Egypt: liberal democracy or an African democracy? http://www.pambazuka.org/en/category/features/70771
In the context of the popular uprisings in North Africa, Patricia Daley draws on the work of Nigerian scholar Claude Ake and asks how social justice scholars can operationalise the democratic principles he articulated. I started to ponder why the use of the term ‘liberal democracy’ has always made me feel uncomfortable, even though I am opposed to dictatorships, one-party rule, and other systems of governance that deny the participation of citizens. In contemporary political rhetoric, democracy is often seen as the gold standard.
Yet, those who uphold it at home and cite it as a reason to pursue warfare, when confronted with people power, are left bumbling. The humanity and dignity of the Egyptian people are at odds with geo-political interests - even when exposed to the full glare of international attention. It seems as if the empire has no clothes.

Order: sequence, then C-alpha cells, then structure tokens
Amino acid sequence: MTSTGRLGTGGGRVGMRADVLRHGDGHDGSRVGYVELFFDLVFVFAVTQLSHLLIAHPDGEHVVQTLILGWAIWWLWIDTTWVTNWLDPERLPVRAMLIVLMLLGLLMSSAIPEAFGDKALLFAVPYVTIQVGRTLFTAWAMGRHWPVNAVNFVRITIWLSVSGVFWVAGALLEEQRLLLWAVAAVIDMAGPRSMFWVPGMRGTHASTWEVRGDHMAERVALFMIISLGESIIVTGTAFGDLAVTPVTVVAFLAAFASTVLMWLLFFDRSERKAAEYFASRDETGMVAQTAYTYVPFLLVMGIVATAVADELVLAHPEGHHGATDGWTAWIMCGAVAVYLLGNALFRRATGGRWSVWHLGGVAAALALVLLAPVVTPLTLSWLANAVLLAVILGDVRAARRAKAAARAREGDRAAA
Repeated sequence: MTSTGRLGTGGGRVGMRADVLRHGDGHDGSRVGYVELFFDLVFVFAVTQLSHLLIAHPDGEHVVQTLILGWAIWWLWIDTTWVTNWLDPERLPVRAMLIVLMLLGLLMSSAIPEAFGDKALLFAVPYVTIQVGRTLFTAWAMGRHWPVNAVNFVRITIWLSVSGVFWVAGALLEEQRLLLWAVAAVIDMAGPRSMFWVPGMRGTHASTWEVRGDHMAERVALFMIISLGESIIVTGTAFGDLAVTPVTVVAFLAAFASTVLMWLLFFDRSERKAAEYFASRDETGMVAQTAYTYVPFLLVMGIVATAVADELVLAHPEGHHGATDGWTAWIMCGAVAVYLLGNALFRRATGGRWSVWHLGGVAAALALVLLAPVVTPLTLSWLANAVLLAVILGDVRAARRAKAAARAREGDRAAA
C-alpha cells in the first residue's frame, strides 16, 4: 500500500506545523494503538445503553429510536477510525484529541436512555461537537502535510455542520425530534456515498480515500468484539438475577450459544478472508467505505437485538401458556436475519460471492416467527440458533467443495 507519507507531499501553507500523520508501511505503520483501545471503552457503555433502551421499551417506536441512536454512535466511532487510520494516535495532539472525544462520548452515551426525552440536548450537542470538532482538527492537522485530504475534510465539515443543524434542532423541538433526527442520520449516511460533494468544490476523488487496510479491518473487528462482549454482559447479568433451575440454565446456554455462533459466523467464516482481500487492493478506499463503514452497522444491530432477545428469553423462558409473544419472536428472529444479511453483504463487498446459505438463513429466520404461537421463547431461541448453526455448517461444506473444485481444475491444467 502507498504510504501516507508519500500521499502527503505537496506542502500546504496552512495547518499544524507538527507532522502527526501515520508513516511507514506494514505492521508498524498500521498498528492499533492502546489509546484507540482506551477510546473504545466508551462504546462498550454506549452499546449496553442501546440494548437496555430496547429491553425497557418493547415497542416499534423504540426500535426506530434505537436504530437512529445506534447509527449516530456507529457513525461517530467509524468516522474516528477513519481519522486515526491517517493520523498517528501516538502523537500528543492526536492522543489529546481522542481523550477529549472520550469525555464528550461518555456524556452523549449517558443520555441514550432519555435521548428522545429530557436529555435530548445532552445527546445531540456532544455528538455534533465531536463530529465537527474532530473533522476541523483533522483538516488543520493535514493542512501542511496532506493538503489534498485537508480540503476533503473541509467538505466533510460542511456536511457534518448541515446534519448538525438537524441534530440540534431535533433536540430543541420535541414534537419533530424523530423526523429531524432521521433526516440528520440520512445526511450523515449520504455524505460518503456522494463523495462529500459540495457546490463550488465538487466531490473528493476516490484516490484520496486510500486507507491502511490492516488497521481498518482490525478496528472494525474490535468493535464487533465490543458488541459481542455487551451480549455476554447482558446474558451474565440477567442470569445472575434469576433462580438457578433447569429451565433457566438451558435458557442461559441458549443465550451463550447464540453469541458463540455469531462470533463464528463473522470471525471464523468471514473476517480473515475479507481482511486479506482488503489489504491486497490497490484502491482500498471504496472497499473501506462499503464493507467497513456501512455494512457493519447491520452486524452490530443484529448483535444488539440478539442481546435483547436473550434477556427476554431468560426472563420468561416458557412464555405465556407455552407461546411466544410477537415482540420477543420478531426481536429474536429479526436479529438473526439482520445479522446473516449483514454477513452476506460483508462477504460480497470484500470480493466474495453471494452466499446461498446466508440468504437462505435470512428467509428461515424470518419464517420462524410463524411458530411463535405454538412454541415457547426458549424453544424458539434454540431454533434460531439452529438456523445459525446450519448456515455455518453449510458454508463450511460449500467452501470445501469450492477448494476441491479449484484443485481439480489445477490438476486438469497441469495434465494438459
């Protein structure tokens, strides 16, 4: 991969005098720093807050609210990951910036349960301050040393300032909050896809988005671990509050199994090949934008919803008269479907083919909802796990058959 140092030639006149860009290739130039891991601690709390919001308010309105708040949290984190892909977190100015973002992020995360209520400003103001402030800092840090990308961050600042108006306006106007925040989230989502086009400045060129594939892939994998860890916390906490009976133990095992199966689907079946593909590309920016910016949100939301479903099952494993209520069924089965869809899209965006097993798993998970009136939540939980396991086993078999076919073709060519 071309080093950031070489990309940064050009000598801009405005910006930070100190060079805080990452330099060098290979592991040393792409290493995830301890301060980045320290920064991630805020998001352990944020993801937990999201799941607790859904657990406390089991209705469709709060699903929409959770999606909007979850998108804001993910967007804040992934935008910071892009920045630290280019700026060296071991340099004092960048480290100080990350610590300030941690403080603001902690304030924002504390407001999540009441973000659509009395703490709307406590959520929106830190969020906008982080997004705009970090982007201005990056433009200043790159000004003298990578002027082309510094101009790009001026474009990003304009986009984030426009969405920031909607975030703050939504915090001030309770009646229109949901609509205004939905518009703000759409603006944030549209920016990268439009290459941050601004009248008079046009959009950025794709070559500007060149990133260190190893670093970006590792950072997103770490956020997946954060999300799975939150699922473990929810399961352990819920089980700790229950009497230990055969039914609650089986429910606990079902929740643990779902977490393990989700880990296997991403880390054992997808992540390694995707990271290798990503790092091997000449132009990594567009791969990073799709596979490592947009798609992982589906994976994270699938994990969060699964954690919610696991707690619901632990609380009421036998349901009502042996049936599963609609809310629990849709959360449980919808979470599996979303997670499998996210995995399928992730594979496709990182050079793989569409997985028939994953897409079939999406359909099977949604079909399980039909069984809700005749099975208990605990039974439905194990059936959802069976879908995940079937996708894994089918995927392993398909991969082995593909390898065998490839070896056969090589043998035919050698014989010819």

These events force us to consider the relationship between liberal democracy, empire, global economic dominance, and social Darwinism. The Nigerian scholar Claude Ake, in his book ‘Democracy and Development in Africa’, considers democracy within the history of colonial and post-colonial Africa. Writing of the North’s attitude to democracy in Africa, Ake notes that:‘Even at its best, liberal democracy is inimical to the idea of the people having effective decision-making power. The essence of liberal democracy is precisely the abolition of popular power and the replacement of popular sovereignty with the rule of law (p.130).’